IMAGE OF THE WEEK: The historic San Gabriel Mission, a day after a fire destroyed the roof and gutted the inside. My story on the devastation below…

QUOTE OF THE WEEK: “Do not get lost in a sea of despair. Be hopeful, be optimistic. Our struggle is not the struggle of a day, a week, a month, or a year, it is the struggle of a lifetime. Never, ever be afraid to make some noise and get in good trouble, necessary trouble.”

–The late Congressman John Lewis

LISTENING:Touch Me Baby,” Myrna Hague. Tomorrow is the six-year wedding anniversary of my wife and I, so here’s a slow jam of ours for y’all, from the Studio One archives. Love you, media chica.

READING: A Long View: Goldwater in History.” Richard Hofstadter is most famous for “The Paranoid Style in American Politics,” but this 1964 essay is the most prophetic voice from the past about our current days since It Can’t Happen Here — and it doesn’t end on as uplifting a note.

SHOUTOUT TO: Karina, who kindly donated 50 tacos to sponsor a full month of MailChango!

Gustavo Community Office Hours!

I’m rebooting my stint as scholar-in-residence at Occidental College’s Institute for the Study of Los Angeles! Every Tuesday, from noon-3 p.m. people can book half an hour with me and we can Zoom (over a secure line, of course) one-on-one about WHATEVER. Interested? Email me to book your time NOW!

Gustavo in the News

California Playbook”: Politico’s excellent newsletter on all things Cali politics plugs my San Gabriel Mission story, which you can read below.

Ivanka Trump Promotes Can of Goya Beans, Violates Ethics Standards”: The Cut cites my quote to the New York Times on the very subject.

‘I bring out the saint in everyone’”: The Albuquerque Journal does a story about an artist that illustrated me as the patron saint of tacos and gave me WAY more hair than I actually have — I’ve never had that robust of a hairline in my LYFE.

July 2020 RG Newsletter”: My former colleague and forever compa Gabriel San Blogman has a great newsletter that you should subscribe to, one where he cited me as someone who’s always been on it when it comes to OC’s hidden histories.

July 2020 RG Newsletter”: My former Chapman classmate and forever compa Ryan Gattis has a great newsletter that you should subscribe to, one where he cited my Taco USA as a great read he’s focusing on during quarantine. Amazing crime author — but an even more amazing human.

Q&A with Deborah E. Kanter, Author of Chicago Católico”: The Albion College professor shouts out my canto in a Q & A about her new, essential book.

“El Cine Yost and the Power of Place for Mexican Migrants in Orange County, California, 1930–1990”: You’re going to have to be an academic with access to JSTOR to read this paper about the much-missed SanTana movie palace, but University of Utah professor David-James Gonzales cites me in his important paper on the subject.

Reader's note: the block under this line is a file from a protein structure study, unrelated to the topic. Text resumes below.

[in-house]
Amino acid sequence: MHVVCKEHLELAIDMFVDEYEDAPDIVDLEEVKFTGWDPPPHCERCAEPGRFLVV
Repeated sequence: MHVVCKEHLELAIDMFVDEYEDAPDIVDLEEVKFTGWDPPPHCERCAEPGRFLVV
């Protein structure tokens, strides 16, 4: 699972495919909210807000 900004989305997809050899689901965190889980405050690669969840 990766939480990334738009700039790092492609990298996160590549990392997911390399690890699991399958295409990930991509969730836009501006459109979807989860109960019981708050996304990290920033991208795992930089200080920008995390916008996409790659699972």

Gustavo Stories

OC Board of Education recommends schools reopen without masks or social distancing” My latest KCRW “Orange County Line” talks about a body of elected officials I compare to a warm pitcher of spit.

San Gabriel Mission fire provokes deep, conflicting reactions”: My latest Los Angeles Times front pager finds me attending 7 a.m. Sunday Mass at one of California’s historic, problematic missions in the wake of a devastating fire. KEY QUOTE: “People walked around the mission Sunday as if in a daze. Gone were the tears of the previous day, when dozens prayed in front of the then-smoldering structure. It’s as if they were reminding themselves of the adage “ashes to ashes, dust to dust.””

Rudolfo Anaya defined the West like no one else”: I get to place the author of Bless Me, Ultima and so much more literature in its proper Western context for High Country News, one of my favorite publications. KEY QUOTE: “He was a Chicano Faulkner, except that Anaya didn’t have to create a Yoknapatawpha County.  Because his native New Mexico and surrounding Southwest proved mysterious and magical enough to serve as a sketchbook in which he documented and defined the region like no one else.”

You made it this far down? Gracias! Follow me on Twitter, Facebook, and Instagram while you’re down here. Don’t forget to forward this newsletter to your compadres y comadres! And, if you feel generous: Buy me a Paypal taco here. Venmo: @gustavo-arellano-oc